Live Earth Farm (Com)Post
19th Harvest Week, Season 12
August 6th - 12th, 2007
(click here for a pdf of the paper
version of this newsletter)
In this issue
--Greetings from Farmer Tom
--Member Quote of the Week
--Live Earth Farm Kids
--Mataganza Garden Sanctuary Internship Program
--Egg Share update
--Pictures around the farm
--What's in the box this week
--Notes from Debbie's Kitchen
" One of the most rewarding things about farming
and eating with the seasons is the anticipation it provides."
~ Thomas Broz (aka 'Farmer Tom')
Greetings from Farmer Tom
If the farm's workload were to be compared to an orchestral performance,
we are currently performing the most brisk and liveliest of Vivaldi's “Four Seasons” – Summer.
It’s not easy, even for an experienced and well-seasoned player, to maintain
Summer's demanding tempo. The tempo of each season is not so much about the speed
in which tasks have to be accomplished, but rather how one relates to the overall
rhythm, the basic beat, of the farm. Each season has its own tempo, some faster
some slower, and as long as that tempo is in harmony with the rhythm of the farm,
one finds a fulfilling satisfaction.
In summer the tempo is alegro (happy) – life all around us expresses a
mature and diverse abundance, like a crescendo that has been building since the
start of Spring. Each crop has its unique rhythm and life cycle, and its own
particular character. Radishes and most leafy greens are fast and short lived;
carrots and beets are steady and reliable; lush crucifers such as broccoli, cabbage
and cauliflower like it cool and are generally hungry and thirsty. Potatoes,
unless planted early, are prone to sickness and disease; and in the vegetable
kingdom, none gets more attention during the summer season as does the Tomato...
the "grand dame" of the nightshades, courted of course by her relatives
the Peppers and Eggplants.
Earth Farm's green beans and strawberries are probably the most popular, and
have developed into cornerstones whose performance usually determines the overall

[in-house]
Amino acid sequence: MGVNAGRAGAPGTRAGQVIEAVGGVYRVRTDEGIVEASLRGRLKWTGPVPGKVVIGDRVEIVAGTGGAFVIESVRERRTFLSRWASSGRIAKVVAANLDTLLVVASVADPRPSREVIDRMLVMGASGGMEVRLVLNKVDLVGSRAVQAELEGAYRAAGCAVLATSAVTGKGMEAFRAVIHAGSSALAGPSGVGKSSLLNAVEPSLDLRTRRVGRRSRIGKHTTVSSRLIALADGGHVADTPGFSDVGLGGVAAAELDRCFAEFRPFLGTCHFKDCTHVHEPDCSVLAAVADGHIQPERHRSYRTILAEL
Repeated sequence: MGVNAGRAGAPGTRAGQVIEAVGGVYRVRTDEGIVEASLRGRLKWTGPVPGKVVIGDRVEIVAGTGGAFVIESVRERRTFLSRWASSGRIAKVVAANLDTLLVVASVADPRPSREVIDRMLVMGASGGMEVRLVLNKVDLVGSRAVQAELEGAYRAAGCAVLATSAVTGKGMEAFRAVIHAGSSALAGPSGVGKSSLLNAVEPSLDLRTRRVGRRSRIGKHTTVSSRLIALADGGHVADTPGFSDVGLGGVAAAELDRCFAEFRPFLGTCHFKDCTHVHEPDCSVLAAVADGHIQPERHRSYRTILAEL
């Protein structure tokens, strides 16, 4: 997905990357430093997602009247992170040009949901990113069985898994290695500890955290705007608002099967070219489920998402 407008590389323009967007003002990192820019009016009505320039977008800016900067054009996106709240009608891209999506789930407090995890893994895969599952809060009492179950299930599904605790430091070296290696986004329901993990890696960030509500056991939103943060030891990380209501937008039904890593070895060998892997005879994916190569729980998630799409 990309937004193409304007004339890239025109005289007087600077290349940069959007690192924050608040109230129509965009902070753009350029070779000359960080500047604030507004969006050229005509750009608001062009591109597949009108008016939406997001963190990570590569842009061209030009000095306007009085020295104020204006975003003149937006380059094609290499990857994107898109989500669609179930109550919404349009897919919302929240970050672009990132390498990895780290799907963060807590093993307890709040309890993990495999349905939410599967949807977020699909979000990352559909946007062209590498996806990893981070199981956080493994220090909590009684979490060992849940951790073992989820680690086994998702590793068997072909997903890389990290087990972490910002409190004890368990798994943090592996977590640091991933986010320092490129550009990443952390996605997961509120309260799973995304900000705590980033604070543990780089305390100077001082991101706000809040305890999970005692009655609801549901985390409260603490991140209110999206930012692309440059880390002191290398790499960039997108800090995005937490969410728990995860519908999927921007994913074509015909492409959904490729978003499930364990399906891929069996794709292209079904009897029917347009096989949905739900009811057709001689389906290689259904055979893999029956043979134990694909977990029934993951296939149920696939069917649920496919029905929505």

financial health of the farm. They also demand the most labor and physical exertion,
requiring hours of stooping, backs bent, to reap their benefit. In the last few
years the caneberries (blackberries and raspberries) have also carved out an
increasingly import niche, and typically are less exhausting to harvest than
strawberries and green beans due to their upright and more perennial nature.
One of the biggest challenges of operating a CSA farm is maintaining continuity
and abundance in the harvest throughout the season. This requires a keen
sense of timing in planting of the successions of crops. For example, green beans
are planted up to 20 times throughout the season between early April and end
of August in order to maintain a continuous harvest. Planting intervals vary
depending on day length – from
every 8 days to every 3-4 days as the days grow shorter by the end of August.
Successional plantings not only need to fit natural variables such as soil moisture,
temperature, and day length, but also need to synchronize with the timing, field
rotations and the unique physiological and cultural growing habits of all the
other crops. Experimenting from year to year has helped me to identify which
specific vegetable varieties perform better in the varying soil types and microclimates
of the 5 different fields we farm. And the advantage of this combined knowledge
of vegetable varieties and soil/microclimates is the ability to extend our growing
season (or at least the growing season of particular crops).
Perfecting all these techniques is important for keeping up with the tempo of
each season. But even more important for all who work and live here on the farm
is the ability to stay connected to the same rhythm; otherwise, there is no joy
in playing the seasonal music at all.
For me one of the most important crescendos of the summer season is the harvest
of our Warren pears. This year, the combined effects of hand-pollination and
favorable spring weather has developed into one of the most promising and abundant
pear crops ever. The time is almost upon us to pick them off the trees. The sugar
levels (like the brix of wine grapes), the color and the size are reaching their
optimum stage and I expect we will start with a selective harvest this week.
Because of the size of the crop this year, we'll be picking the largest and ripest
fruit first, and then pausing 1 to 2 weeks before picking the rest of the crop,
leaving the smaller fruit on the trees until they reach their optimal level of
maturity. By spreading the harvest out over a couple of weeks we hope to not
feel quite so overwhelmed by the already accelerated tempo of this bountiful